What is accessibility?
Accessibility involves designing systems to optimise access. Being inclusive is about giving equal access and opportunities to everyone wherever possible. In education this involves reducing and overcoming the barriers that might occur in:
- Digital content
- Teaching and learning activities
The social model of disability suggests that the society or environment is disabling the individual rather than their impairment or difference. For example, not providing captions on videos will disadvantage anyone watching in a noisy environment, but lack of captions disadvantages deaf and hard of hearing people all the time. Read our guide on video captioning and accessibility regulations for more detail.
Accessibility is about designing out any unnecessary barriers that make it harder to engage and take part in everyday activities. As with video captions, technology is a very useful tool in levelling the field.
Regulations introduced in 2018 now mean that there is a legal requirement for public sector bodies to meet certain accessibility standards. Our page on meeting accessibility regulations provides a range of resources and advice to help you understand and implement the new government legislation.
What is assistive technology?
This is a term used for technology that assists someone to do something they would otherwise be unable to do or have difficulty with. Some assistive technologies are also recognised as productivity tools because they make things easier or more efficient.
For example, a screen reader will enable a blind user to access online content, whilst text to speech will make it easier for a dyslexic student to read on-screen.
Our blog on assistive technology for all provides an overview of the range of options available. Join the Assistive Technology JiscMail list to connect with other assistive technology practitioners in further and higher education.
What your organisation can do
An accessible organisation is one that:
- Fosters independence for all students
- Has enhanced productivity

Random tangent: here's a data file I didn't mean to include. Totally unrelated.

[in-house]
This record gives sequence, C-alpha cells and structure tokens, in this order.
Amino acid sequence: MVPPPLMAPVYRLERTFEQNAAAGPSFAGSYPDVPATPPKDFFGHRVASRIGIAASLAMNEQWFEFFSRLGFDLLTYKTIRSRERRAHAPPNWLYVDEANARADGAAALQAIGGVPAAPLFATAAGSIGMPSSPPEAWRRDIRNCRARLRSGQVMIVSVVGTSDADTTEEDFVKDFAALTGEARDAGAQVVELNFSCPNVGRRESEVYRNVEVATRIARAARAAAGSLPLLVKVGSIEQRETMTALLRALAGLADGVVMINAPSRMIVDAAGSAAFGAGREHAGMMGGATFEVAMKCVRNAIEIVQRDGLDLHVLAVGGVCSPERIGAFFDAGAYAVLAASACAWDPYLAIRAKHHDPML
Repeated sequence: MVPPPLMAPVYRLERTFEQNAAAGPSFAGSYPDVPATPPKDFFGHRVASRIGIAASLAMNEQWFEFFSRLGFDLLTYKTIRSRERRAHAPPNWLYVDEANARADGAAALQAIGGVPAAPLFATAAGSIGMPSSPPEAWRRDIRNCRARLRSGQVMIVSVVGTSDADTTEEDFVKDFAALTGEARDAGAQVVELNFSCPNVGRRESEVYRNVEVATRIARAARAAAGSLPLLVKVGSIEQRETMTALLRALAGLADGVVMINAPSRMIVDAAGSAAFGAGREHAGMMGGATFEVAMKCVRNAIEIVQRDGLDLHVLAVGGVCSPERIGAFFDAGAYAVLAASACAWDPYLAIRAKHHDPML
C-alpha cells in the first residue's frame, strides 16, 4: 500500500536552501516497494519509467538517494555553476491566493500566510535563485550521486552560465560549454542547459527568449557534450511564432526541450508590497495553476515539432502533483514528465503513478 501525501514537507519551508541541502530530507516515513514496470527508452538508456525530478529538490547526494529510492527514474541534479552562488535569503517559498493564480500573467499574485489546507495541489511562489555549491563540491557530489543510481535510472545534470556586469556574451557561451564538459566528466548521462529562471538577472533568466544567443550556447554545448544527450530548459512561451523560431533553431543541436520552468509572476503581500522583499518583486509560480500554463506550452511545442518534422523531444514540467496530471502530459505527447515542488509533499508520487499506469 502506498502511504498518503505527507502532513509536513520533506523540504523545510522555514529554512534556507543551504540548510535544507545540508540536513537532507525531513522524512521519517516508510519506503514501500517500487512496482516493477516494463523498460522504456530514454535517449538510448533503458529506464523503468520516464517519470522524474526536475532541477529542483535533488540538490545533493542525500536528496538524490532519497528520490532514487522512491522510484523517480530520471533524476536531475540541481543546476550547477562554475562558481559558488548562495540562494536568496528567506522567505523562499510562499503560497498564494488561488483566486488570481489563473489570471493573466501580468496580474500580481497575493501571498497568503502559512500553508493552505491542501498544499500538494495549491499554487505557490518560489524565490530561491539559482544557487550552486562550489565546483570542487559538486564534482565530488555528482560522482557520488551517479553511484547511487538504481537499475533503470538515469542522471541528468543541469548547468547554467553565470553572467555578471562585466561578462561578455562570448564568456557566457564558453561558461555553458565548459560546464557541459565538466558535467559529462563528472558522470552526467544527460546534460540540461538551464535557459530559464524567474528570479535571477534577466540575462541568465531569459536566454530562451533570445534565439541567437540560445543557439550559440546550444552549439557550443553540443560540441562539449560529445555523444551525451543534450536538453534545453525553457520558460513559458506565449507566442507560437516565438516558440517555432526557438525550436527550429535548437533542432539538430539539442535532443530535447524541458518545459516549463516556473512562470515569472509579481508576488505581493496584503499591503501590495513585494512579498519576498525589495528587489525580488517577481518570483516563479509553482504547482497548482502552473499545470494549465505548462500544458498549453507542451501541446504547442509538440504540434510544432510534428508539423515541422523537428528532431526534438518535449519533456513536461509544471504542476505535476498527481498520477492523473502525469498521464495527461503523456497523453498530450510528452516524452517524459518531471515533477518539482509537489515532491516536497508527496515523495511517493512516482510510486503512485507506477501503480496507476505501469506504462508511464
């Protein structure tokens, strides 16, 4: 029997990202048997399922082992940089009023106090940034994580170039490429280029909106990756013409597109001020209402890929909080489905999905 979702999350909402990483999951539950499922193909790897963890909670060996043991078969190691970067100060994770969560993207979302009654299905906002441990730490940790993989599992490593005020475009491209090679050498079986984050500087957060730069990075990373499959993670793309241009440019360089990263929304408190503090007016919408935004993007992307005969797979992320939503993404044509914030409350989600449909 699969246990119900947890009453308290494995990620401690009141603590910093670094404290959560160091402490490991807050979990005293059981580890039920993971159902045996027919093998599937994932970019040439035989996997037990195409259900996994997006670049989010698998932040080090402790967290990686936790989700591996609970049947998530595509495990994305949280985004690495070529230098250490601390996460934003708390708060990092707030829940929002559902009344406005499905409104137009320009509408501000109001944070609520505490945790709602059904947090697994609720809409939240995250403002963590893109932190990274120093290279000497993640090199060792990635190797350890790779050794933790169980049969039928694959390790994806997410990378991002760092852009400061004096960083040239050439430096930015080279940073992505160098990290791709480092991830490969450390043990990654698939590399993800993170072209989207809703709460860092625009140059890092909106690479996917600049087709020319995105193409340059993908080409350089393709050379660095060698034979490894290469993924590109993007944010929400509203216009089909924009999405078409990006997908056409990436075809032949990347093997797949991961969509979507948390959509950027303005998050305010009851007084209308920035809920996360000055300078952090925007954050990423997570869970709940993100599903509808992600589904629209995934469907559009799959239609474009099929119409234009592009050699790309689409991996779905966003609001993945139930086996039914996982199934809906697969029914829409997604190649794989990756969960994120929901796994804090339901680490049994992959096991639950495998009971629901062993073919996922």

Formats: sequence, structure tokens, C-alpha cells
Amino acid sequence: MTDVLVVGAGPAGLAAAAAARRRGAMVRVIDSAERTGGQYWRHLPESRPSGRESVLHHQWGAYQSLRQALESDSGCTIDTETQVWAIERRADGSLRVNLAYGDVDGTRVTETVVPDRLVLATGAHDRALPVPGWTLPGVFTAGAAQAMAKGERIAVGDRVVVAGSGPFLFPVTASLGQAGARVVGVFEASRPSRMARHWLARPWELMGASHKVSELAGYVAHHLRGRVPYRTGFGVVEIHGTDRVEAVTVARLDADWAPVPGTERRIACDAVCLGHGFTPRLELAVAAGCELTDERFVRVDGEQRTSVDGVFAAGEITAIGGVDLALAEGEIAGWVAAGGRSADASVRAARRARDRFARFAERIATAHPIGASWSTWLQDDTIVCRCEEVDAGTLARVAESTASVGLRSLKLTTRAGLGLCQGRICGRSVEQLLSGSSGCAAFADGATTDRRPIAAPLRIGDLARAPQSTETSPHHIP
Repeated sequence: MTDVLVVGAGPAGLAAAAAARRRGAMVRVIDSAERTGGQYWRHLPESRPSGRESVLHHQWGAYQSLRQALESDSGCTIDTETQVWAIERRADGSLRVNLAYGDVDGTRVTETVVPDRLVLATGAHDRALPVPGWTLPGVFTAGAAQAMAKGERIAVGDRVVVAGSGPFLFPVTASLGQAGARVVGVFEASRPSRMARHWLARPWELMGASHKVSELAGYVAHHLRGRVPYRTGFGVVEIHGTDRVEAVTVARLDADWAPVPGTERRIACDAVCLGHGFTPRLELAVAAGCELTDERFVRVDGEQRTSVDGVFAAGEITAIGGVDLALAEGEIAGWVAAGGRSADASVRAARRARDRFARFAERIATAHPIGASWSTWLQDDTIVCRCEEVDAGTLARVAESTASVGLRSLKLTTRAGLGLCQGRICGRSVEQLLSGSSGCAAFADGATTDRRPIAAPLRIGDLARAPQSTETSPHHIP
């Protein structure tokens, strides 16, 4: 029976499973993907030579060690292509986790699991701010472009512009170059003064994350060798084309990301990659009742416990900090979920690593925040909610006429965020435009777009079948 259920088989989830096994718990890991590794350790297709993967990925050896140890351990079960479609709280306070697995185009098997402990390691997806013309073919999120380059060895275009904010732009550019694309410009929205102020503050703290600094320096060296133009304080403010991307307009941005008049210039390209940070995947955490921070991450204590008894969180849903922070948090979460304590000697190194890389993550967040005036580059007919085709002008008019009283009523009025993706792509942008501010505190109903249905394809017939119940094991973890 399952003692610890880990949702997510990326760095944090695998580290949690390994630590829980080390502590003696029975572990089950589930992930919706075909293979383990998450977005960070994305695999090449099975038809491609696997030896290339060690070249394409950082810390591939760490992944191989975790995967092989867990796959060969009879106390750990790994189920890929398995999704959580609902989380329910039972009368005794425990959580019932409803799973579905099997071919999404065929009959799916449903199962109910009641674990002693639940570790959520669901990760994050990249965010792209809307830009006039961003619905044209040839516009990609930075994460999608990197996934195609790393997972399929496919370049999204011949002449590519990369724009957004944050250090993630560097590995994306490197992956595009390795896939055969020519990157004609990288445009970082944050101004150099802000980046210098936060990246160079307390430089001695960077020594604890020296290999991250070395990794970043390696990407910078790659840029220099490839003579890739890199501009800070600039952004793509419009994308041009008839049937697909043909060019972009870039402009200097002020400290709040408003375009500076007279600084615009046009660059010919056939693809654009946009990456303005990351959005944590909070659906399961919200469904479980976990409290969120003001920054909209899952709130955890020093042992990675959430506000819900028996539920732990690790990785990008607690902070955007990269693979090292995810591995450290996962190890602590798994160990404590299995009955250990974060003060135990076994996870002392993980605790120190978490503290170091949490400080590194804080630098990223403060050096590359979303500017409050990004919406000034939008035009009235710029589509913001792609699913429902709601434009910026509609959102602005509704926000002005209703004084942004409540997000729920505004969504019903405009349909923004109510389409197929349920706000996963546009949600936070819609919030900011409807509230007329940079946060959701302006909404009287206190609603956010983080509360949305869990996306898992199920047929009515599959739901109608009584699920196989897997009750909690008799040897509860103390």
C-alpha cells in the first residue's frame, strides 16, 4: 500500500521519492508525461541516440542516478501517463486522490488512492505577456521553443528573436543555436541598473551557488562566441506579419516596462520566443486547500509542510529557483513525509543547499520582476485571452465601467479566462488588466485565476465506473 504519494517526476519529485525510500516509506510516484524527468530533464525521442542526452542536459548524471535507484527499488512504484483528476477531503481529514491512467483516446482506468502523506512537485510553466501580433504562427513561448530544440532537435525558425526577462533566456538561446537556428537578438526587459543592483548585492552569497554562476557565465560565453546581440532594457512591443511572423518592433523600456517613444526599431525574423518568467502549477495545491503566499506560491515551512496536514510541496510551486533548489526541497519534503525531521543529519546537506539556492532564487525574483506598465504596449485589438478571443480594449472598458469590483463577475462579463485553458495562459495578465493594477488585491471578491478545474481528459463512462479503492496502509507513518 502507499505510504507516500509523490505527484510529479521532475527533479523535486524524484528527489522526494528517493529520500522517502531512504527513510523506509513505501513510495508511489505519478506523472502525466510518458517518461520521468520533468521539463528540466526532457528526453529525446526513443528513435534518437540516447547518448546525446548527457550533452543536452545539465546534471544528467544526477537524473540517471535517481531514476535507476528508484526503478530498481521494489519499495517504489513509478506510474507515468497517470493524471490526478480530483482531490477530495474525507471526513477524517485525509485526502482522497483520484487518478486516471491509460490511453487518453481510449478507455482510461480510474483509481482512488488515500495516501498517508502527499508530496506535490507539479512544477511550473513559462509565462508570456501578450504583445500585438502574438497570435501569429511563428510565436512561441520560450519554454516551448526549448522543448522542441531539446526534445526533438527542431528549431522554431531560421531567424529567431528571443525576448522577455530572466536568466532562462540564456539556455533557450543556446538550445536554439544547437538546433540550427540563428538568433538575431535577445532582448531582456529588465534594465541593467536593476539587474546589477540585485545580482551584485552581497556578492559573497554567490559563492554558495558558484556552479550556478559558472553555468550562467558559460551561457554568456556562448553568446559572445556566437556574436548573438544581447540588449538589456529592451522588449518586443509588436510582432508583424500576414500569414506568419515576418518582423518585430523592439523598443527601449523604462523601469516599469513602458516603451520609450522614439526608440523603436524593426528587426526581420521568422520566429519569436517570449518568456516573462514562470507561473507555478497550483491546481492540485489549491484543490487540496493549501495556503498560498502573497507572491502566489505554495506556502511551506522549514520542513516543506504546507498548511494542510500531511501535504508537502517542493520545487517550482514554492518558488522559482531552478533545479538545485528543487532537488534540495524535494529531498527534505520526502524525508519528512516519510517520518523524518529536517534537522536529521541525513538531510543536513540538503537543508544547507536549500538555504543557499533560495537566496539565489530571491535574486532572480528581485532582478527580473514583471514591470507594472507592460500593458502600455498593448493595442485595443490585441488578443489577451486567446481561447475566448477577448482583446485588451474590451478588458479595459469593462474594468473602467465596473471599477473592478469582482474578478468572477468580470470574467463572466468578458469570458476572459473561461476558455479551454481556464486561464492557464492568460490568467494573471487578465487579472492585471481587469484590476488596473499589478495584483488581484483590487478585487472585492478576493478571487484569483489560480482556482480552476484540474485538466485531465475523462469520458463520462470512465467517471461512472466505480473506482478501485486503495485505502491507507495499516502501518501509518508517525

- Has reduced support costs
- Has improved engagement, retention and achievement
Accessibility is not just about creating accessible websites or documents. To do it well, accessibility needs to be incorporated into all aspects of an organisation’s structure:
- Strategy and leadership – a shared vision that supports organisations buy-in will ensure everyone understands their role in improving provision (see our digital inclusion toolkit for senior leaders)
- Marketing – the readability of an organisation’s website and how easy you make it for them to attend open days can be a decision-maker for some users
- Procurement – taking different access needs into account at the outset when purchasing digital systems can reduce support costs because users will be able to access these systems independently
- Teaching, learning and assessment – inclusive teaching is more engaging and benefits all learners - find out more about creating an inclusive learner journey
- Libraries – play a crucial role within education provision, they can provide content in different formats and promote independent learning
- Assistive technology and productivity tools – there are a range of free and commercial tools that can both remove barriers and help all users (both staff and students) overcome existing ones
- Mobile devices – facilitating users’ own devices through a flexible and inclusive infrastructure can enable and extend creative and collaborative learning into new communities and spaces
- Staff development – inclusive digital capabilities training for all staff and an ethos of support and collaboration will create an accessible and inclusive organisation